Tuesday, April 8, 2014 10:57AM - 11:09AM |
X15.00002: Radiation Reaction, Gravitational Self-Force and Higher-Order Perturbation Theory in General Relativity Steven Detweiler In General Relativity a small object of mass $m$ moves along a geodesic. This elementary fact implies that even under the influence of ``gravitational radiation reaction'' while the object orbits, say, a large black hole whose metric is $g_{ab}$, the motion of $m$ is geodesic---but not a geodesic of $g_{ab}$! The retarded metric perturbation $h^{\textrm{ret}}_{ab}$ caused by $m$ is determined using perturbation analysis. In a neighborhood of the small object, $h^{\textrm{ret}}_{ab}$ may be decomposed into two parts $h^{\textrm{ret}}_{ab} = h^S_{ab} + h^R_{ab}$ where the ``singular source term'' $h^S_{ab}$ appears, in coordinates local to the object, as the part of the Schwarzschild metric of mass $m$ which is linear in $m$ along with some other terms linear in $m$ that reflect the tidal distortion of the object. The ``regular remainder'' $h^{\textrm{R}}_{ab}$ is also linear in $m$ and is known to be differentiable in a neighborhood of the small object. The effect of radiation reaction and, more generally, the gravitational self-force then requires that the object move along a geodesic of $g_{ab} + h^{\textrm{R}}_{ab}$, which is a source free solution to the Einstein equations in a neighborhood of $m$. This description is extendable to include higher order perturbation analysis. [Preview Abstract] |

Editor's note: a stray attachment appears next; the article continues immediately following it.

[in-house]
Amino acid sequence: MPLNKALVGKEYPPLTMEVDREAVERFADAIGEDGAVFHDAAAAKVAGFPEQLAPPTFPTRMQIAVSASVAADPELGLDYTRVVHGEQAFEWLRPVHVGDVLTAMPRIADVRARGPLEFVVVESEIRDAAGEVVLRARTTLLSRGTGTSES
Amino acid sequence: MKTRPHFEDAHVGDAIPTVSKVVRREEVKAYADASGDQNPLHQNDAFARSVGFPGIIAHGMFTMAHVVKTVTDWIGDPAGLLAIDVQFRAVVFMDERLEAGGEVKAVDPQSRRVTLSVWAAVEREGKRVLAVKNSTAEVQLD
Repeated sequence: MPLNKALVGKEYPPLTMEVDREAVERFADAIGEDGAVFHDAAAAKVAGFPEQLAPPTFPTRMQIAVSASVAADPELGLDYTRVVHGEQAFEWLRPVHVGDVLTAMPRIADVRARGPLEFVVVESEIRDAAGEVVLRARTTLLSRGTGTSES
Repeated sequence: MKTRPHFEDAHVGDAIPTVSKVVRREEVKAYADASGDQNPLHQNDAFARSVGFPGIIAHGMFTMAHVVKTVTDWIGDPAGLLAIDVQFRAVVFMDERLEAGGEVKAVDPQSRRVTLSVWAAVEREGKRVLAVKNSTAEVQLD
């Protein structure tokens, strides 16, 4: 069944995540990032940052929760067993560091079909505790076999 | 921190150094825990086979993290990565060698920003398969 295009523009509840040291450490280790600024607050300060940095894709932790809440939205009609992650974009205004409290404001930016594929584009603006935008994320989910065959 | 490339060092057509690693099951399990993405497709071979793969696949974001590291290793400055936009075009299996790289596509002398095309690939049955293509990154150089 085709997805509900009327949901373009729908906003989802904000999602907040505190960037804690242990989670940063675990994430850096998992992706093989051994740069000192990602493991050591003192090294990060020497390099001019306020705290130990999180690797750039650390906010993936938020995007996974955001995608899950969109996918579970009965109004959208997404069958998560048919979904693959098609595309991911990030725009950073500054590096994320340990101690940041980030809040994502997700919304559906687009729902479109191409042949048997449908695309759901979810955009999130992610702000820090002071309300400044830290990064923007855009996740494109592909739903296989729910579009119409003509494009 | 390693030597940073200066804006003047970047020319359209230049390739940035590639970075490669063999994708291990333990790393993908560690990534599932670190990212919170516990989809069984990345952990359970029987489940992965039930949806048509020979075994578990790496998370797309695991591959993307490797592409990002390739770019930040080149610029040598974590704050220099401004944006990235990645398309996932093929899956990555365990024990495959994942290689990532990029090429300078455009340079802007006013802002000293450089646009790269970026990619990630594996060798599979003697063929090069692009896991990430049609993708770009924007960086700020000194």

Tuesday, April 8, 2014 11:09AM - 11:21AM |